Well, it’s all quiet on the Eastern Front, a.k.a. The Bronx…
The winter has seen the arrival of a new second baseman (Starlin Castro) and fourth outfielder (Aaron Hicks). However, the cost included the young backup catcher (John Ryan Murphy) and the ultimate “6th man” (starter/reliever Adam Warren). Another trade sent away the key 7th inning reliever (Justin Wilson) for average prospects.
Now with a weakened bullpen, the starting rotation remains the greatest risk on the team.
There’s no backup at third, the new starting second baseman is the backup shortstop, and despite the youthful acquisitions, the Yankees are old and getting older at first base, right field and DH.
The moves made so far by the Yankees seem to echo the team is looking ahead to 2017 and 2018 when the big ticket contracts finally fall off the books. There’s been nothing done that instills confidence the Yankees can keep up with the Toronto Blue Jays or Boston Red Sox in 2016.
I do think that Castro is an upgrade, but I was fully prepared to go into the season with the combo of Rob Refsnyder and Dustin Ackley. It wasn’t like the Yankees did not have a plan for the position. I get why the organization is not playing in the $150-$200+ million market this winter but standing pat is not going to get the job done. GM Brian Cashman alluded to more moves to come but the last couple of weeks have just been crickets.
After the holidays, teams are starting to get more focused on spring training so I don’t see the potential for any blockbuster trades. If any deals are made, they will probably be the lower key variety for young, unproven players with good upside potential.
I was pessimistic about the Yankees’ chances last off-season, and as it stands now, I’ll be pessimistic again. The Yankees outperformed my expectations last year, but still, at the end, you knew it was a team that was not going to catch fire and tear through the play-offs. The wild card game against the Houston Astros felt like a loss before it happened and it was.
It’s too bad the Yankees can’t find a way to unload some of the dead wood but of course they’d have to send money away to do it. Hal Steinbrenner is a bean counter by trade and this is a bottom line business. I agree with his assessment that you don’t have to have a $200 million payroll to be a champion, but this period of transition in organizational philosophy is painful given the Yankees didn’t have the greatest farm system when the transition began.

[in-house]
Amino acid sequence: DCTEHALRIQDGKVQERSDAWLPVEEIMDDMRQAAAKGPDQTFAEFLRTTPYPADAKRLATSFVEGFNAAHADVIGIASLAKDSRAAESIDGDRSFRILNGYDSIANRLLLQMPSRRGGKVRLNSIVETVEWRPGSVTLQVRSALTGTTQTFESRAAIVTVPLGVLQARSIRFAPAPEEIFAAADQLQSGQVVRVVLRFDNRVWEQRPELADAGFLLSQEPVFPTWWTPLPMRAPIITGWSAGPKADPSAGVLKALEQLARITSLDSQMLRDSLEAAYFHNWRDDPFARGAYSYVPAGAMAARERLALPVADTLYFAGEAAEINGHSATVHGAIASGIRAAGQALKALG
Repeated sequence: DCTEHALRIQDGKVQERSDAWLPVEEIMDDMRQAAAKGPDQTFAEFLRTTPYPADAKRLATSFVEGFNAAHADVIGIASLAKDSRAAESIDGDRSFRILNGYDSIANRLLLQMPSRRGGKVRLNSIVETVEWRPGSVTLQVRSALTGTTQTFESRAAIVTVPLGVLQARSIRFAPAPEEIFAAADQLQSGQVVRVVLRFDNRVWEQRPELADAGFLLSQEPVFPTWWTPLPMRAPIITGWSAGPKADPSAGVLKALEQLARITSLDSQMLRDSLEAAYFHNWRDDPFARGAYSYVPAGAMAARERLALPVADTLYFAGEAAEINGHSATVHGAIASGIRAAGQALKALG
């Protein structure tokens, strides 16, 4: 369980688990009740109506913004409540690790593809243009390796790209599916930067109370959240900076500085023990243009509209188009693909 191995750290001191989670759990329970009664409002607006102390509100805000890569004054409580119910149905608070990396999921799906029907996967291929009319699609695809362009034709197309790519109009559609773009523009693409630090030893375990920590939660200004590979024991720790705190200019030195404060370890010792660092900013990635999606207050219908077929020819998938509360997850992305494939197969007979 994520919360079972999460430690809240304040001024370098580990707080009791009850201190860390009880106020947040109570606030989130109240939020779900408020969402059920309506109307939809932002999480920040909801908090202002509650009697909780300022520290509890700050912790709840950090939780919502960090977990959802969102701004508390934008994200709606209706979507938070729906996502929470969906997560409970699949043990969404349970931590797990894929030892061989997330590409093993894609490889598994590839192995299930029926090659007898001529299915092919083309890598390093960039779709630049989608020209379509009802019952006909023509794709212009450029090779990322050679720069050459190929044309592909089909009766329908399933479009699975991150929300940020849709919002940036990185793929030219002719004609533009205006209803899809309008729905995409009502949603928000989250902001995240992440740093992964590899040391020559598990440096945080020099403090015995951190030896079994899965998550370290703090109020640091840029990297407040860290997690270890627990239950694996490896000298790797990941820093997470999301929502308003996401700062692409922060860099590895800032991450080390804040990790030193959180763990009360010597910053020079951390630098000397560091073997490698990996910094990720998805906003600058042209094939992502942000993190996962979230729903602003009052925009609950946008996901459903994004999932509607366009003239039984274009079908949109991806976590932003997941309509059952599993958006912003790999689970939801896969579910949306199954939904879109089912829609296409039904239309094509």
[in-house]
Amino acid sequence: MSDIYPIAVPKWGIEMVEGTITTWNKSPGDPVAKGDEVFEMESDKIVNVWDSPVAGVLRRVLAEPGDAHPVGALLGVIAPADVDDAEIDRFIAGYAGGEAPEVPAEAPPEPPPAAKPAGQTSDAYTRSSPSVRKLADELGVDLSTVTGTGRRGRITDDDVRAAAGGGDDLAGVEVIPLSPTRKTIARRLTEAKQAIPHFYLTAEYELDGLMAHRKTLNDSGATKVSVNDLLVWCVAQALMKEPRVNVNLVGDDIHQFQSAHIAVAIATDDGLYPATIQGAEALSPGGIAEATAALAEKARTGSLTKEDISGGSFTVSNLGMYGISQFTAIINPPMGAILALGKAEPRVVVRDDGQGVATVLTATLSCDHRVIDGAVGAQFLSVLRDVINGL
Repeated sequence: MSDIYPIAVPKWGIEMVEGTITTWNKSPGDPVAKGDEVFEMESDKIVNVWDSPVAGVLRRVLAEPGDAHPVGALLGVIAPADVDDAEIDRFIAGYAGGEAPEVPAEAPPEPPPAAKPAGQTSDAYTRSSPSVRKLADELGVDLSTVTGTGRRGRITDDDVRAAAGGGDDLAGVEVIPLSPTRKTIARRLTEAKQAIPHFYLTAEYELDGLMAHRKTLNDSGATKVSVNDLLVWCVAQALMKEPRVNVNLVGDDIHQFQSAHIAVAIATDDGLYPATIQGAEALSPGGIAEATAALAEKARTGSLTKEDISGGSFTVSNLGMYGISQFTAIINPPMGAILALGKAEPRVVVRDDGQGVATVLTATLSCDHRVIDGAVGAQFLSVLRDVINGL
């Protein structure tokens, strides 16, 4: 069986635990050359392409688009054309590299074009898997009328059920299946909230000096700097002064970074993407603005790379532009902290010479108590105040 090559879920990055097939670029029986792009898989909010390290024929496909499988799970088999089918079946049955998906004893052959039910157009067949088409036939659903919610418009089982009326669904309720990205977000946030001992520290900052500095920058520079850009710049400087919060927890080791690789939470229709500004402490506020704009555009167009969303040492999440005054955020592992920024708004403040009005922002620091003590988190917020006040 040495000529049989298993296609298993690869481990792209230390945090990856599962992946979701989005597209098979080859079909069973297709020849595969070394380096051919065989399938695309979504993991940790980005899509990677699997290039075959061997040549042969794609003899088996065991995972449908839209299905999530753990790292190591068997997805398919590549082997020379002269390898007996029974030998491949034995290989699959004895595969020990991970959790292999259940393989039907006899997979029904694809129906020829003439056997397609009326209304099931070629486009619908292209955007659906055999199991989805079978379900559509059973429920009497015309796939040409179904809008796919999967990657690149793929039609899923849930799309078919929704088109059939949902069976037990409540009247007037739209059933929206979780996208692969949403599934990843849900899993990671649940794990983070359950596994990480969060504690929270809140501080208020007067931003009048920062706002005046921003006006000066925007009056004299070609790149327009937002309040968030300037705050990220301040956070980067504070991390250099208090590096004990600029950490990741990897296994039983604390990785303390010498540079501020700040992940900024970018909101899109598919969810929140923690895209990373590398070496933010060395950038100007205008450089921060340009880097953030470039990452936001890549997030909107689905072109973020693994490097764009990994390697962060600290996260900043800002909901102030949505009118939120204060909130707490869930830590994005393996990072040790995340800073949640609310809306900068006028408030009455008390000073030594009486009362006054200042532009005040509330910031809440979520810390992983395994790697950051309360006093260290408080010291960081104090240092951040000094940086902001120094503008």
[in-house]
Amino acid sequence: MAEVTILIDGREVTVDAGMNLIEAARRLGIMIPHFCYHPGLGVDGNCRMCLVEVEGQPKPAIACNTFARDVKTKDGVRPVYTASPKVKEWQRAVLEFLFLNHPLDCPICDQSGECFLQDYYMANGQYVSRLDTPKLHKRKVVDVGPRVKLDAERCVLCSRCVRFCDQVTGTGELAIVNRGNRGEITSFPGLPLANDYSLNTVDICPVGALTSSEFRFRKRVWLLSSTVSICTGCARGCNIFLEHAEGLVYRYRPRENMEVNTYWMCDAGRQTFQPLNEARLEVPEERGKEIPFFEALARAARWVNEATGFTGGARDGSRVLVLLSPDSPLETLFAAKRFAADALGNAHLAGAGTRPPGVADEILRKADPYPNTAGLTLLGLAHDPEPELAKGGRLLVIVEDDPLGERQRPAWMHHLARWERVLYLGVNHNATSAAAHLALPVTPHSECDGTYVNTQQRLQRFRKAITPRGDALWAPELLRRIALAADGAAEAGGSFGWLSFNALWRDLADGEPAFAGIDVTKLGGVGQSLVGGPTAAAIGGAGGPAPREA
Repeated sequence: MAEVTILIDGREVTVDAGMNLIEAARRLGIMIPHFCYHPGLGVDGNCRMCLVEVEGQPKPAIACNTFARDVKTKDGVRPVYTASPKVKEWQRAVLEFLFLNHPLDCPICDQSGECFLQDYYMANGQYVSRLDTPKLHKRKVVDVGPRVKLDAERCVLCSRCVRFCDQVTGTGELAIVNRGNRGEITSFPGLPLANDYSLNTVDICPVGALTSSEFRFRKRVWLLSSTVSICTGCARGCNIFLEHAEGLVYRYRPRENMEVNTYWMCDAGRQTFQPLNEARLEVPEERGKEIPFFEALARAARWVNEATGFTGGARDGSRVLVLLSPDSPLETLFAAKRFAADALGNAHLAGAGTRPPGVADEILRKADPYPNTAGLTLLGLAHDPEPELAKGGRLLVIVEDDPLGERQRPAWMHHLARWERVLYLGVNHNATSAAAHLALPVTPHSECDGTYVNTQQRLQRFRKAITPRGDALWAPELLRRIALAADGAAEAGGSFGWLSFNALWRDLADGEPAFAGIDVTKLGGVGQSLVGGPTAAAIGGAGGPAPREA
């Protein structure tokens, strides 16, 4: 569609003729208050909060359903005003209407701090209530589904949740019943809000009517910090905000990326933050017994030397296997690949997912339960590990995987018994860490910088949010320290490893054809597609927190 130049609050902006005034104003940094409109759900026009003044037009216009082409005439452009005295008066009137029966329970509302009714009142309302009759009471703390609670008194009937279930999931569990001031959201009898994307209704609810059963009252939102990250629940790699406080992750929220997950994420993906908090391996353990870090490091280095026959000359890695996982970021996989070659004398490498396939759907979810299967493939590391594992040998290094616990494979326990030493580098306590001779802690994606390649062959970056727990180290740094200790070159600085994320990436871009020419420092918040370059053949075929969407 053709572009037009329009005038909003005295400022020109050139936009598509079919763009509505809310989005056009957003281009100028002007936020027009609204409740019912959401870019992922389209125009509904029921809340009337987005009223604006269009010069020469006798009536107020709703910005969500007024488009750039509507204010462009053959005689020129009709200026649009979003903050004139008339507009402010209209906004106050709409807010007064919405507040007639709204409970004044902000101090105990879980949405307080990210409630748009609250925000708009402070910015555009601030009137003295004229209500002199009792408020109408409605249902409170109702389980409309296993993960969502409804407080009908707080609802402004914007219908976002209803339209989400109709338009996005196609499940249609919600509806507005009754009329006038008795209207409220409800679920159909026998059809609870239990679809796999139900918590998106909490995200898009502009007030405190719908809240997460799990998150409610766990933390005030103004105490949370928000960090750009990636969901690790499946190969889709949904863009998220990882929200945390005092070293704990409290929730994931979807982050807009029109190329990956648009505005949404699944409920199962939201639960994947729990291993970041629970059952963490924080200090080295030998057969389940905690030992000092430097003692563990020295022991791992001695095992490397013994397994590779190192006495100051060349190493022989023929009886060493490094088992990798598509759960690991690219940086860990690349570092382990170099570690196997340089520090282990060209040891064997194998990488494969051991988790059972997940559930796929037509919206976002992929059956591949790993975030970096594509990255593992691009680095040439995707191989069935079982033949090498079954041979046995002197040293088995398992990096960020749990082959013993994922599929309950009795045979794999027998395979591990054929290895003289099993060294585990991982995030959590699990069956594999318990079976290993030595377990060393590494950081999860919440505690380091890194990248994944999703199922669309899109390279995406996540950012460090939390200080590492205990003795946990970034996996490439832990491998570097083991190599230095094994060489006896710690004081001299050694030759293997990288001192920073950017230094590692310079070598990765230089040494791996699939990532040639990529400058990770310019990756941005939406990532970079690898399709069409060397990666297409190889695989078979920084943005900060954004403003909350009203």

Watching the NFL’s Dallas Cowboys flounder with backup QB’s during Tony Romo’s absence is what it will feel like if the Yankees lose any of their starters for extended periods next season. It’s not impossible that we’ll see James Kaprelian pitch at the big league level next season for no other reason than necessity.
Hopefully the Yankees can again outperform my expectations. As they say, time will tell as it often does…
Life as Baseball’s Biggest Spender…
I may not be a fan of the Yankees’ off-season, but it could be worse. They could be the Los Angeles Dodgers. The Dodgers have lost their manager, arguably their best pitcher last season, and have seen a trade for Cincinnati Reds closer Aroldis Chapman fall apart. Meanwhile, their rivals in the AL West have beefed up their starting rotations. The Arizona Diamondbacks feature former Dodger Zack Greinke and Shelby Miller as their modern version of Randy Johnson and Curt Schilling, while the San Francisco Giants have Jeff Samardzija and Johnny Cueto following Madison Bumgarner. The San Diego Padres underperformed last season, but I expect improved play from them this year. The Dodgers have clearly lost ground. They made a good decision with their new manager (Dave Roberts) but their starting rotation after Clayton Kershaw is a far greater risk than even the Yankees’ starting five.
It’s been a crazy off-season when baseball’s two largest market teams sit on the sidelines while the other smaller market teams throw millions at free agents. The Yankees and Dodgers had the deep pockets to withstand bad financial investments. I wonder how that will play out for the teams that are not as deep in cash. Things could get ugly if the latest multi-millionaires begin the downward spiral of their careers too soon. The days of the Yankees and Dodgers stepping in to pick up the remaining balances on bloated contracts are over.
My Christmas wish list for the Yankees is simple. Another starter for the rotation, a sound backup third baseman, and a new reliable 7th inning bridge for the bullpen. Perhaps the latter will be an in-house solution, such as James Pazos or Chasen Shreve, but the other two will need to be acquisitions. I have no clue who they might be, but that is Cashman’s problem to worry about.